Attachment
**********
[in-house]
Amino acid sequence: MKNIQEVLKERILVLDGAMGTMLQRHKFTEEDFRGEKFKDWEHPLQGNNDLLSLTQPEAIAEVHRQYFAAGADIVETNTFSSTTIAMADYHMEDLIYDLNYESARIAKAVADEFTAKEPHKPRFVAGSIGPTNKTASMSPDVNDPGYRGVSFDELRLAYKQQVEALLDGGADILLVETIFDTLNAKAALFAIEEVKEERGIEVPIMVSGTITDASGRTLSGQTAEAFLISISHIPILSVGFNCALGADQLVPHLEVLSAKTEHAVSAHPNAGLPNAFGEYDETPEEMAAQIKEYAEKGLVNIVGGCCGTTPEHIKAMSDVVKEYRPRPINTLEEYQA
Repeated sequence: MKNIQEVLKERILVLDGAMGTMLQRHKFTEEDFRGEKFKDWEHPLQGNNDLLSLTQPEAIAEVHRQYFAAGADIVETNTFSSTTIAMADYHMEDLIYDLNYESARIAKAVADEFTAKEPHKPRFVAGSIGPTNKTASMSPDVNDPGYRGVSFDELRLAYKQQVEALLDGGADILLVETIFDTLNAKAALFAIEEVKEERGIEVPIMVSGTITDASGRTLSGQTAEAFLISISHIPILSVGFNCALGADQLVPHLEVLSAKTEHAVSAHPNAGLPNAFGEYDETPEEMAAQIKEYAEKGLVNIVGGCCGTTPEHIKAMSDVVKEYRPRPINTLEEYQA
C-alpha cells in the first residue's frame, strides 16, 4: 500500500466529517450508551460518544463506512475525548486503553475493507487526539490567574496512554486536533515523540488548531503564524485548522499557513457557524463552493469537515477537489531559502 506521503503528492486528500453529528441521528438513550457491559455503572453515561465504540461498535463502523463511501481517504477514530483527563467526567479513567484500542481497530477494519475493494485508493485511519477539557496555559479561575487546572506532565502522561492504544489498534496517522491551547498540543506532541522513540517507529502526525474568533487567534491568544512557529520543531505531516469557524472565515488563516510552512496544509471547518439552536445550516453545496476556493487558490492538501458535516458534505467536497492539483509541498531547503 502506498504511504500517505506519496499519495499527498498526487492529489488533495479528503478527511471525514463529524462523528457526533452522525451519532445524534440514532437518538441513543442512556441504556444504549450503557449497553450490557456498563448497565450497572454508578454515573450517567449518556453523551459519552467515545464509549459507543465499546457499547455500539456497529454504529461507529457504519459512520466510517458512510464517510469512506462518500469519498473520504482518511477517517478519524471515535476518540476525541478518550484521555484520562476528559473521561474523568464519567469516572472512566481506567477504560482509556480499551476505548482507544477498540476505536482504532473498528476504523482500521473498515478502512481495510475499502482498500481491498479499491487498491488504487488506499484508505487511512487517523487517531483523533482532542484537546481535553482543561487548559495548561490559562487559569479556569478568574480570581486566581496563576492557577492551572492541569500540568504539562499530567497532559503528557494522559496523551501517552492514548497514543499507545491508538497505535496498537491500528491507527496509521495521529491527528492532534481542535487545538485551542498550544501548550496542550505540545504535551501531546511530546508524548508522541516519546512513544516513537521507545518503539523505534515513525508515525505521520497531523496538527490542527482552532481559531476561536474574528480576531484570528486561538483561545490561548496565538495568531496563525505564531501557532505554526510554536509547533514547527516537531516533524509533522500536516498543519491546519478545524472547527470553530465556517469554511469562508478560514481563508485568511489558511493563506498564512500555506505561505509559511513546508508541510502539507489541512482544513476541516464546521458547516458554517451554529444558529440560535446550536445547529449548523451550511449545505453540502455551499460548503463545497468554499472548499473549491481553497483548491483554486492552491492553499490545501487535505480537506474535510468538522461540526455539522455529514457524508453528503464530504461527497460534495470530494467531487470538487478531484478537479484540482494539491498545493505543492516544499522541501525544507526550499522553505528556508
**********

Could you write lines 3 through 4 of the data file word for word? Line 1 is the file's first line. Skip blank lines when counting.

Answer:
Repeated sequence: MKNIQEVLKERILVLDGAMGTMLQRHKFTEEDFRGEKFKDWEHPLQGNNDLLSLTQPEAIAEVHRQYFAAGADIVETNTFSSTTIAMADYHMEDLIYDLNYESARIAKAVADEFTAKEPHKPRFVAGSIGPTNKTASMSPDVNDPGYRGVSFDELRLAYKQQVEALLDGGADILLVETIFDTLNAKAALFAIEEVKEERGIEVPIMVSGTITDASGRTLSGQTAEAFLISISHIPILSVGFNCALGADQLVPHLEVLSAKTEHAVSAHPNAGLPNAFGEYDETPEEMAAQIKEYAEKGLVNIVGGCCGTTPEHIKAMSDVVKEYRPRPINTLEEYQA
C-alpha cells in the first residue's frame, strides 16, 4: 500500500466529517450508551460518544463506512475525548486503553475493507487526539490567574496512554486536533515523540488548531503564524485548522499557513457557524463552493469537515477537489531559502 506521503503528492486528500453529528441521528438513550457491559455503572453515561465504540461498535463502523463511501481517504477514530483527563467526567479513567484500542481497530477494519475493494485508493485511519477539557496555559479561575487546572506532565502522561492504544489498534496517522491551547498540543506532541522513540517507529502526525474568533487567534491568544512557529520543531505531516469557524472565515488563516510552512496544509471547518439552536445550516453545496476556493487558490492538501458535516458534505467536497492539483509541498531547503 502506498504511504500517505506519496499519495499527498498526487492529489488533495479528503478527511471525514463529524462523528457526533452522525451519532445524534440514532437518538441513543442512556441504556444504549450503557449497553450490557456498563448497565450497572454508578454515573450517567449518556453523551459519552467515545464509549459507543465499546457499547455500539456497529454504529461507529457504519459512520466510517458512510464517510469512506462518500469519498473520504482518511477517517478519524471515535476518540476525541478518550484521555484520562476528559473521561474523568464519567469516572472512566481506567477504560482509556480499551476505548482507544477498540476505536482504532473498528476504523482500521473498515478502512481495510475499502482498500481491498479499491487498491488504487488506499484508505487511512487517523487517531483523533482532542484537546481535553482543561487548559495548561490559562487559569479556569478568574480570581486566581496563576492557577492551572492541569500540568504539562499530567497532559503528557494522559496523551501517552492514548497514543499507545491508538497505535496498537491500528491507527496509521495521529491527528492532534481542535487545538485551542498550544501548550496542550505540545504535551501531546511530546508524548508522541516519546512513544516513537521507545518503539523505534515513525508515525505521520497531523496538527490542527482552532481559531476561536474574528480576531484570528486561538483561545490561548496565538495568531496563525505564531501557532505554526510554536509547533514547527516537531516533524509533522500536516498543519491546519478545524472547527470553530465556517469554511469562508478560514481563508485568511489558511493563506498564512500555506505561505509559511513546508508541510502539507489541512482544513476541516464546521458547516458554517451554529444558529440560535446550536445547529449548523451550511449545505453540502455551499460548503463545497468554499472548499473549491481553497483548491483554486492552491492553499490545501487535505480537506474535510468538522461540526455539522455529514457524508453528503464530504461527497460534495470530494467531487470538487478531484478537479484540482494539491498545493505543492516544499522541501525544507526550499522553505528556508